The recent Constitutional Court ruling outlawing corporal punishment in the home has raised the ire of many people, with some going so far as to suggest that up to five million parents could be jailed for spanking their children.
Such a scenario is really bordering on the terrain of hysteria.
The law now makes it possible to deal with parents who resort to beatings as the only way of disciplining their children, and prevents such punishment from causing physical and emotional harm to children.
Corporal punishment as a way of disciplining children has been shot down by overwhelming evidence that there are better and more humane ways of raising and disciplining children.
One of the main arguments against such punishment is that it incorrectly teaches children to resolve conflict with violence.
The ruling deals with spanking but there are many other forms of violence that children are subjected to by their parents, who often lack proper parenting skills and who are unwilling to learn these skills. These other forms of violence are emotional, psychological, financial and parental neglect.
In my many years of counselling children, I have come across several instances where parents bully their defenceless children by screaming at them and instilling the worst form of fear into them for the most insignificant and bizarre reasons.
I have had to deal with several children subjected to the same type of treatment by their teachers. They also used rulers to hit the children on their fingers, hands and heads because, it seems, this was the only way these teachers could exercise their authority over small boys and girls.
Most children came to see me for symptoms such as bed-wetting and nightmares as well as a range of unexplainable symptoms that included headaches, stomach cramps, anxiety and depression.
When corporal punishment was the norm a century ago little was understood about the many causes of erratic and disruptive behaviour in children.
Today, we have learnt so much about early childhood and adolescent behaviours, its causes and treatment, that there is overwhelming evidence to support the view that corporal punishment does more harm than good.
Some of the reasons for disruptive behaviour are strongly linked to conditions such as attention deficit hyperactive disorder, post traumatic stress disorder, anxiety, separation anxiety, depression, learning disorders, dyslexia and other undiagnosed mental conditions.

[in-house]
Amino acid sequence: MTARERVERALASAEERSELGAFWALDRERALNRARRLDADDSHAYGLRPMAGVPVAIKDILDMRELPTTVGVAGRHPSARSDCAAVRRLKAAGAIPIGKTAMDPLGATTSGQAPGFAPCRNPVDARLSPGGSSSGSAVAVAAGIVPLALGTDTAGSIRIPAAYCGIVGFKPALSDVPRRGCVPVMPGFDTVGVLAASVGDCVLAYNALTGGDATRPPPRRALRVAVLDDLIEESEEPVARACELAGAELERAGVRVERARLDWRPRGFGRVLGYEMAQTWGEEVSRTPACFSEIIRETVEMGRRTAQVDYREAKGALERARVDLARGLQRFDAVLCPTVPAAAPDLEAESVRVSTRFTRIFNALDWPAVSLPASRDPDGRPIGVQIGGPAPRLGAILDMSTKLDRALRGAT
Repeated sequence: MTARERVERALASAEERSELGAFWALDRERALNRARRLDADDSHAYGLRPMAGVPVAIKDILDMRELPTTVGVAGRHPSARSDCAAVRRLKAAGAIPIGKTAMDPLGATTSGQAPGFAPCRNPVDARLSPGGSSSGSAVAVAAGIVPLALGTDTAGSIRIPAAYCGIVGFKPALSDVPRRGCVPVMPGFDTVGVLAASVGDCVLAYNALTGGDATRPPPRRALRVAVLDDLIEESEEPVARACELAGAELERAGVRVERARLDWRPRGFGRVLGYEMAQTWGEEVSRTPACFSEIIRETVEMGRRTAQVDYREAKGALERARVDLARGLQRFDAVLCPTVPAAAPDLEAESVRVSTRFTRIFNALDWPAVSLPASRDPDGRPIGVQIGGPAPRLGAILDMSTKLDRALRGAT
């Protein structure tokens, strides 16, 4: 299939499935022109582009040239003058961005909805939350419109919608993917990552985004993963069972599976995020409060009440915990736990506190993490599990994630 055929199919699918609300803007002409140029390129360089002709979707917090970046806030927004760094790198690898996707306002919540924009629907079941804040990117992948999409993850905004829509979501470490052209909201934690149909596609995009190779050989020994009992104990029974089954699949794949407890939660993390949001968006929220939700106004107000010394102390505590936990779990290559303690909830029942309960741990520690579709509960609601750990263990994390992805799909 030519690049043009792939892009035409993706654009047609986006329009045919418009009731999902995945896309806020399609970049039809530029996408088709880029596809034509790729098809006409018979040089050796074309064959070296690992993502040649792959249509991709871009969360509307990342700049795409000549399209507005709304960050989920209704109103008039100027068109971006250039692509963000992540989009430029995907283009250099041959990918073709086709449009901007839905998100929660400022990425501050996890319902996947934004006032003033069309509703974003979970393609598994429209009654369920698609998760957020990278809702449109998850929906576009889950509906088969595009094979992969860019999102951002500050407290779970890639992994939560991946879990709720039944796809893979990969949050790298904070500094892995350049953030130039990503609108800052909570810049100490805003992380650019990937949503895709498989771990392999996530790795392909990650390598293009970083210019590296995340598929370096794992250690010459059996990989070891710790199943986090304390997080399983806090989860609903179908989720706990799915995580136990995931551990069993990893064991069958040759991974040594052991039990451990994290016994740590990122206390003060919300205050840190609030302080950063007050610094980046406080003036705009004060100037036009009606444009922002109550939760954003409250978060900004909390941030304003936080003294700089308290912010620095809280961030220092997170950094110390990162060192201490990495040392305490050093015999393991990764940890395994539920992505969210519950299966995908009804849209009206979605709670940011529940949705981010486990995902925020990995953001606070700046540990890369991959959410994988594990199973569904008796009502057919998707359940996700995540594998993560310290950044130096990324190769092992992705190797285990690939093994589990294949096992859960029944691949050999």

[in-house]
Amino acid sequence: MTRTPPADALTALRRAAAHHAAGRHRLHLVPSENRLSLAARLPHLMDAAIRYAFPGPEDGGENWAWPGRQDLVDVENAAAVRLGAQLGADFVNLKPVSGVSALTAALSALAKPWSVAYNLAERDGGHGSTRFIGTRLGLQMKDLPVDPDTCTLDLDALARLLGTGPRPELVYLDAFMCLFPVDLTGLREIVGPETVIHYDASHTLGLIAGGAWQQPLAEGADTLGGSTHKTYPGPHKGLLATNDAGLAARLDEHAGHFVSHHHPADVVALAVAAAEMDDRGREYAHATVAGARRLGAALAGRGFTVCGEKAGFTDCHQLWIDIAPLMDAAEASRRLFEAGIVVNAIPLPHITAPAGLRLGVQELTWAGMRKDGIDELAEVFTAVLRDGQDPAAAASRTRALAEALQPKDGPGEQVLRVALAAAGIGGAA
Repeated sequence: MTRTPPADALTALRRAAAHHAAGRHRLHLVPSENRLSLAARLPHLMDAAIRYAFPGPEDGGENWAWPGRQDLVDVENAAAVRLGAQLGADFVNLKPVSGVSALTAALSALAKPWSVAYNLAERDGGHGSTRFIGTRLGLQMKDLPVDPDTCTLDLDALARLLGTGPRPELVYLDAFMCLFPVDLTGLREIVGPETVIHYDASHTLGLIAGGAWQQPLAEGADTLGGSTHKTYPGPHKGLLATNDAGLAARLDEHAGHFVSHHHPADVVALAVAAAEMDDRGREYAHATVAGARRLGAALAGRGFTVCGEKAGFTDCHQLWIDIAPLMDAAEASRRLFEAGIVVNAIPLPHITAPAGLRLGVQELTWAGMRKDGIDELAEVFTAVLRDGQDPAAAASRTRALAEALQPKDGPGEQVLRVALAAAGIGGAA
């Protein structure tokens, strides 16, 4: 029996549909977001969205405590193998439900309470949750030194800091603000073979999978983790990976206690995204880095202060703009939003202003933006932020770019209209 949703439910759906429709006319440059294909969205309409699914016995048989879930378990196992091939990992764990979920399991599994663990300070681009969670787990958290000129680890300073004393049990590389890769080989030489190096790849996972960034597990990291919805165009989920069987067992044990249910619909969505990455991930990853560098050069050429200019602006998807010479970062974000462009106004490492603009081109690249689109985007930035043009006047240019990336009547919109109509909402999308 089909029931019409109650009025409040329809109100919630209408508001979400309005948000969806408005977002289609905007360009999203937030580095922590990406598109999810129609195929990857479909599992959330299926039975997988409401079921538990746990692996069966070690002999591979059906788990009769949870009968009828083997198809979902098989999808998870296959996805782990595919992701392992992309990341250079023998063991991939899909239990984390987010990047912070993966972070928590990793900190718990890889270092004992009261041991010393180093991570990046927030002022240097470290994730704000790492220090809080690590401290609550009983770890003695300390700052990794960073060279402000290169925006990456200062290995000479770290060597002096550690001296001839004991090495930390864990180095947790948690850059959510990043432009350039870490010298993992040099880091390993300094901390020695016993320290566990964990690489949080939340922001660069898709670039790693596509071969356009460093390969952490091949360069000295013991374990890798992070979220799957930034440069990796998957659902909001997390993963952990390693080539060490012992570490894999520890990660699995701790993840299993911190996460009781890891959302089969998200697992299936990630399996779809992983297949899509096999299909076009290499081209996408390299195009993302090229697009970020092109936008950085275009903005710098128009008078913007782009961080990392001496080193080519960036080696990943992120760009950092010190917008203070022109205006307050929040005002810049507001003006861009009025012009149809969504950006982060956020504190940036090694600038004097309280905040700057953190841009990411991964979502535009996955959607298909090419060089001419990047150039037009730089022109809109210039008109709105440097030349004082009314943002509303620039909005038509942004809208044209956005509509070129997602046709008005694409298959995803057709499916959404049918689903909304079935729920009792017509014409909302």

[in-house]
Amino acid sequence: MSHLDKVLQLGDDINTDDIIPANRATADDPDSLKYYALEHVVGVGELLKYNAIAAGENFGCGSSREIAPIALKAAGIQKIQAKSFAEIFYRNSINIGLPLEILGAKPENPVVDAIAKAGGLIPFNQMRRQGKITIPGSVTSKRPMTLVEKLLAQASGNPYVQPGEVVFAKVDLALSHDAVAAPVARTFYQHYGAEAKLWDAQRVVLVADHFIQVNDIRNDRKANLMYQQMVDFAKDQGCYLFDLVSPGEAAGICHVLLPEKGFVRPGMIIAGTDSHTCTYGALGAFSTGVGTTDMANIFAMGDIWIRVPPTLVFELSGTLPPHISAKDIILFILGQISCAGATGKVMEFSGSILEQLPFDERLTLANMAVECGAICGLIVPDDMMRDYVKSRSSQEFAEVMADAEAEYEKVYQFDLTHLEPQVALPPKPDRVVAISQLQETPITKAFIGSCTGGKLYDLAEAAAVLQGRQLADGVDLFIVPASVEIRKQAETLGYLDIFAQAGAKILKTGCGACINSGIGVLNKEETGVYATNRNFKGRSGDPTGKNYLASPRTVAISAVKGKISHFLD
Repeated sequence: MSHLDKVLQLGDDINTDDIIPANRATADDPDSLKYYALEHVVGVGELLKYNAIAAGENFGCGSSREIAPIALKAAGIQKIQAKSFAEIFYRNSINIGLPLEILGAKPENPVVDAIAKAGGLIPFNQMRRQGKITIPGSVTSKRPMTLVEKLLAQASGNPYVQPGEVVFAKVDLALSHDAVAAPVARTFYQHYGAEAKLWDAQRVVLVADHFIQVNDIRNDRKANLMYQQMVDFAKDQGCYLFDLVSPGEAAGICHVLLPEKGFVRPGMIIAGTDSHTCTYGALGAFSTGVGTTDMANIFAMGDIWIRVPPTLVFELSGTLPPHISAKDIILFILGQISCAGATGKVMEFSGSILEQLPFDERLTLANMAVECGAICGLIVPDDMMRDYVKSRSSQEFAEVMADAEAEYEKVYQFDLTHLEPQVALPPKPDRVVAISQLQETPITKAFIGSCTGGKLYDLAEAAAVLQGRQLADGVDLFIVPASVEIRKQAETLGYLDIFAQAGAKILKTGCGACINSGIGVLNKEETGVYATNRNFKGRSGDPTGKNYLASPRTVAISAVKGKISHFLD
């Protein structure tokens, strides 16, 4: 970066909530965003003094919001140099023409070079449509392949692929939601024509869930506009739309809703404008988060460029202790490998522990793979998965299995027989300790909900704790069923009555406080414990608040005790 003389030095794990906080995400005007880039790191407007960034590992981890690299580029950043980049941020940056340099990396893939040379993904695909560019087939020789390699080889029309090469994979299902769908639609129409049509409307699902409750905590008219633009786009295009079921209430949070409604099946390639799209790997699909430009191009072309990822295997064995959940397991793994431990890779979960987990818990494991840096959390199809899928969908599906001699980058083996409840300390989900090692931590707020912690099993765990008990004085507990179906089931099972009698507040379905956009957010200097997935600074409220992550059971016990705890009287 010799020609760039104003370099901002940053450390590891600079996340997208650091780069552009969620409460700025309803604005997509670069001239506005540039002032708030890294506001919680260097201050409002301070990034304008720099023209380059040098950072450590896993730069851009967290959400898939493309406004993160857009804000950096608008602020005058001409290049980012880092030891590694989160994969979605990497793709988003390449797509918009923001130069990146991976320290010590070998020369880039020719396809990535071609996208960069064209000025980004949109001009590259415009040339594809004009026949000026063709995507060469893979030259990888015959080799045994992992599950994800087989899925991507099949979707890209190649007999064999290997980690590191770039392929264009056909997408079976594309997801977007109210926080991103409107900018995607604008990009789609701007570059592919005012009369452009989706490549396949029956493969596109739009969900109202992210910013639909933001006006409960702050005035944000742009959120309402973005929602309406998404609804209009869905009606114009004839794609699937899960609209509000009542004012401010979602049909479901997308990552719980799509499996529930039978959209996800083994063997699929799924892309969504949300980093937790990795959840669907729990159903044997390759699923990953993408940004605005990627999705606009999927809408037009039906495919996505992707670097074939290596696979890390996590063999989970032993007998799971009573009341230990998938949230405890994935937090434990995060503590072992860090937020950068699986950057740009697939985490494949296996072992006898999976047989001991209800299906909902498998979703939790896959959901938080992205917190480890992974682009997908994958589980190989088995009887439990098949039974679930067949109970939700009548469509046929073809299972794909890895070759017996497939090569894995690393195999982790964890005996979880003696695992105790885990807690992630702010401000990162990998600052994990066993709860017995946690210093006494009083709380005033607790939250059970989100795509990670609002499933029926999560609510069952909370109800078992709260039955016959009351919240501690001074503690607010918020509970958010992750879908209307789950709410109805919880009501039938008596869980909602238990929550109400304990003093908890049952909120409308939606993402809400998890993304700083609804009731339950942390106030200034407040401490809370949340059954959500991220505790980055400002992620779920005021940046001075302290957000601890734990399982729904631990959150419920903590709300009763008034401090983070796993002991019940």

We still do not know why children have many of the above conditions but what we do know is that with proper identification of these problems and appropriate treatment such as counselling and, if necessary, medication, many of these children can do remarkably well.
Some of the causes for aberrant social behaviour in children are often the result of family violence, substance abuse, mothers consuming alcohol during pregnancy, being bullied at school by learners and teachers, constantly being picked on and labelled as stupid, parental neglect, living in a violent neighbourhood such as the streets being ruled by gangs, or after being sexually abused by a family member and being forced into silence.
The following case illustrates my point. A 15-year-old boy in a youth centre was referred to me for assessment after an attempted suicide. He was in the centre for violent behaviour, house breaking and for being in possession of drugs.
He was diagnosed with disruptive and defiant behaviour.
When he sat in front of me, I saw a pleasant, but sad boy. I asked him about where he stayed and about his parents and I was shocked to hear his story.
At the age of eight he witnessed his father, in a drunken stupor, maim and kill his mother with a knife and stab his grandmother before leaving in his car.
The boy screamed but could do nothing to stop his father from killing his mother. He had to relive the experience when he had to testify in court. His father was imprisoned for his crime. The youngster told me that he wants his dad to rot in jail for taking his mother’s life. I could understand the boy’s anger, frustration and rebellious behaviour.
He lived with his father’s family but they resented him because they were upset with him for testifying against his father.
Clearly, the boy had no proper adult supervision and little proper caring. As is common with many children like this boy, they turn to drugs, drop out of school, become rebellious and turn to crime to survive. Who can blame them?
I counselled him as best as I could and was pleased to hear him tell me that he wants to quit drugs, get an education and make something of himself.
I could see that he felt a huge sense of relief when I empathised with him, ignored his past behaviour, and encouraged him to change his life.
I see him regularly and I am pleased that he is a much happier person ever since he was shown some understanding of his circumstances and encouraged to study.
In my many years of counselling children as young as five, I have managed to change the behaviour of many just by listening to them.
What played a big role in bringing about the change was to educate parents as well as teachers, in as subtle a way as possible, on how to deal with children who suffer from psychological and emotional trauma.
I remain quite convinced, based on years of experience, that no amount of corporal punishment will resolve defiant behaviour in children, if the underlying issues are not identified and addressed appropriately.
This does not mean that children must not be disciplined or not taught discipline. This can be done most effectively with love and sternness, without resorting to the barbaric cane-and-belt method.
Finally, to punish is to hurt, to discipline is to teach. Teach our children, don’t beat them.
Dr Ellapen Rapiti is a family physician, specialising in child and mental health and addiction counselling